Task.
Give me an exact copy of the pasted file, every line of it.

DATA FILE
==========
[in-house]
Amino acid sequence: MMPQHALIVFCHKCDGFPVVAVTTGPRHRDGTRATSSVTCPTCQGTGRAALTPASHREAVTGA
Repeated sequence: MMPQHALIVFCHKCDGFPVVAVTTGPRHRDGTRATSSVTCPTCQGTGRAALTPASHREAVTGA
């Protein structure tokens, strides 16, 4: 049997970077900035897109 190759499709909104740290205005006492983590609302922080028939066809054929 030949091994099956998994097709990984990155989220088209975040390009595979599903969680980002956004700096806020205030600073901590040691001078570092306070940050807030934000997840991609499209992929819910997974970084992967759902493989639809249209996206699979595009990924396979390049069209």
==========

[in-house]
Amino acid sequence: MMPQHALIVFCHKCDGFPVVAVTTGPRHRDGTRATSSVTCPTCQGTGRAALTPASHREAVTGA
Repeated sequence: MMPQHALIVFCHKCDGFPVVAVTTGPRHRDGTRATSSVTCPTCQGTGRAALTPASHREAVTGA
């Protein structure tokens, strides 16, 4: 049997970077900035897109 190759499709909104740290205005006492983590609302922080028939066809054929 030949091994099956998994097709990984990155989220088209975040390009595979599903969680980002956004700096806020205030600073901590040691001078570092306070940050807030934000997840991609499209992929819910997974970084992967759902493989639809249209996206699979595009990924396979390049069209």